SPOTLIGHT

Michael R. Stratton, M.D., Ph.D.

2013 Award Recipient

Michael R. Stratton, M.D., Ph.D.
Director
The Wellcome Trust Sanger Institute
Cambridge
UK

 


Dr. Stratton will give his award lecture titled Signatures of Mutational Processes in Human Cancer, on Thursday, December 12, 2013, 11:30 a.m. in Hall D at the 36th Annual San Antonio Breast Cancer Symposium. The symposium will be held December 10-14, 2013, at the Henry B. Gonzalez Convention Center in San Antonio, Texas


Dr. Michael R. Stratton is honored for his outstanding contributions to cancer research through groundbreaking contributions in the area of cancer genomics and genetics.

Highlights of Stratton’s accomplishments include discovery of the breast cancer susceptibility gene BRCA2 and somatic mutations of the BRAF gene in malignant melanoma and other cancers. He proposed the bold concept of a Cancer Genome Project that subsequently led to founding of the International Cancer Genome Consortium, which aims to sequence the genomes of thousands of human cancers in the next five to 10 years.

Dr. Stratton led the group that mapped and identified BRCA2 at the Institute of Cancer Research in London, U.K. The breakthrough discovery of BRCA2 by Stratton directly transformed the lives of thousands of women in families with a history of breast cancer through predictive testing and prevention. Subsequent studies by his research team led to discovery of the first low-penetrance breast cancer predisposition gene, CHEK2, followed by identification of additional low-penetrance breast cancer predisposition genes, ATM, BRIP1 and PALB2 and the mapping and positional cloning of susceptibility genes underlying other types of cancer.
 

Following the success of human genome sequencing, he shifted his interests from genetic susceptibility to cancer to understanding somatic mutations, and moved to the UK genome center at the Wellcome Trust Sanger Institute to implement his vision of employing genome-wide sequencing to identify somatic mutations in human cancers. This led to the discovery of somatic mutations in BRAF, a serine threonine kinase mutated in 60 percent of malignant melanomas. This remarkable discovery has led to the development of BRAF inhibitors, which provide hope for patients with melanoma. In addition, Stratton and his colleagues discovered intragenic activating mutations of ERBB2 in non-small cell lung cancer, driver mutations of a series of genes implicated in chromatin regulation including UTX, JARID1C, SETD2, ARID1B, NCOR1, SMARCD1, PBRM1 and other genes including MAP3K1, CASP8, and TBX3.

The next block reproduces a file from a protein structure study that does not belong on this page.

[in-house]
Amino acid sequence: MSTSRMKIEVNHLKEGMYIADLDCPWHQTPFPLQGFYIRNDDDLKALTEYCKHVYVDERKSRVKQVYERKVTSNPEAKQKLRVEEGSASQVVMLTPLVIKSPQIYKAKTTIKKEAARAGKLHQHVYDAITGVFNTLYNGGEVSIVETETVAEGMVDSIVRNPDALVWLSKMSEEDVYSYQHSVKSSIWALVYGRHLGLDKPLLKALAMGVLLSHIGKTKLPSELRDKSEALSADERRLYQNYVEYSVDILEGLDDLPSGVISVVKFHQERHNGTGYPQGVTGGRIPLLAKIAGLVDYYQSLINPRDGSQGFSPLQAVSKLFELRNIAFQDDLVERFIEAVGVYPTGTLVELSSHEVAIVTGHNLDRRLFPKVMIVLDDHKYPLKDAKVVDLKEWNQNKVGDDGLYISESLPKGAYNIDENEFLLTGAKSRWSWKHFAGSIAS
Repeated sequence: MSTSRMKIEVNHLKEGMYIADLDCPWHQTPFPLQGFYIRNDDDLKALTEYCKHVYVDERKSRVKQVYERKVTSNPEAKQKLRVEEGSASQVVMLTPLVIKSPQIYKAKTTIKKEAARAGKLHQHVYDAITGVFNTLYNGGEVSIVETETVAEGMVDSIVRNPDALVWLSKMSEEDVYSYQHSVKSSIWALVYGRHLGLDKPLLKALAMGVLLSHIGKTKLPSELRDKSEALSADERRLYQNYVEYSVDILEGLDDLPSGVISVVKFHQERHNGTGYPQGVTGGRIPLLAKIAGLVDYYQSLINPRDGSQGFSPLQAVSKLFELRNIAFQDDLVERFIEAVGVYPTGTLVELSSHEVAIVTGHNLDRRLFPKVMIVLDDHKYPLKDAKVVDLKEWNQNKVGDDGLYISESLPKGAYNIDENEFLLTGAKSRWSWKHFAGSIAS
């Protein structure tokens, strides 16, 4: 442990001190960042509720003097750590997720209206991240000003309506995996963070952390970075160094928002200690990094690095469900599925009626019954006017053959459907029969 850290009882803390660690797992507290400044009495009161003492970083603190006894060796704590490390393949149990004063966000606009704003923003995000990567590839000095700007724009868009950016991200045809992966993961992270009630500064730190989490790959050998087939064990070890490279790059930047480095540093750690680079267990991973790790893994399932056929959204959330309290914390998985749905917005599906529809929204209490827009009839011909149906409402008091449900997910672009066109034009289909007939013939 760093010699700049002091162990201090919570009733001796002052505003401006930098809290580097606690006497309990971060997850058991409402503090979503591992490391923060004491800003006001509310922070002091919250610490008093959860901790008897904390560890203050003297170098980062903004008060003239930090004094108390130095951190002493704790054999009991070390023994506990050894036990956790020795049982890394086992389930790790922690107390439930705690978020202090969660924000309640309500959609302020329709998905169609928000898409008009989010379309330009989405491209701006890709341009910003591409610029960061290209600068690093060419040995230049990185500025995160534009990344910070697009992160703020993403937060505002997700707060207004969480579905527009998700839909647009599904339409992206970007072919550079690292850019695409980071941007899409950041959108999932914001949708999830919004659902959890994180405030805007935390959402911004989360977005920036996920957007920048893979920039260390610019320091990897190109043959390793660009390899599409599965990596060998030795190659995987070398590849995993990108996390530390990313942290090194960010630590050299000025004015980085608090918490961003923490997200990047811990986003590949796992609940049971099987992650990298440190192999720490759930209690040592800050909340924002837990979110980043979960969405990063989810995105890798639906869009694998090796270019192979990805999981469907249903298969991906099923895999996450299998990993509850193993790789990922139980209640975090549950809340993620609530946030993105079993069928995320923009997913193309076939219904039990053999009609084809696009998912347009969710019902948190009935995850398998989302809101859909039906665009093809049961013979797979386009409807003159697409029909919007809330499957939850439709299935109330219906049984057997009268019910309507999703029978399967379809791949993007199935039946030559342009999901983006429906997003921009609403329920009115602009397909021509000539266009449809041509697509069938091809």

Dr. Stratton conducted large-scale resequencing of human cancer genomes, initially sampling a large fragment of genomic DNA constituting the coding exons of the complete protein kinase family in 210 cancers. The resultant identification of more than 1,000 mutations demonstrated that patterns of somatic point mutations in cancer genomes are highly variable and established the concepts of “driver” and “passenger” mutations. In recent years, Stratton and his colleagues have used powerful second-generation sequencing, and the outcomes of these studies have provided great insights into the complexity of patterns of rearrangement and point mutation in solid tumor genomes leading to new ideas concerning mutagenesis in human cancer.
 

Another major accomplishment of Stratton, and a major contribution to society, is the creation of the COSMIC (Catalog of Somatic Mutations in Cancer) database, the only comprehensive database with annotations of about 1,600,000 somatic mutations in cancer, gathered from scientific literature.

Dr. Stratton obtained his medical degree from Oxford University and Guys Hospital, trained as a histopathologist at the Hammersmith and Maudsley Hospitals, London and obtained a doctorate in molecular biology at the Institute of Cancer Research, London. After joining the Sanger Institute in 2000, he was promoted to deputy director in 2007 and was appointed director in 2010. He was awarded the 2010 Lila Gruber Cancer Research Award, the 2013 AACR GHA Clowes Award and the 2013 Louis-Jeantet Prize for Medicine for his work on cancer genetics and genomics. Stratton is an elected fellow of the Royal Society and the European Molecular Biology Organization.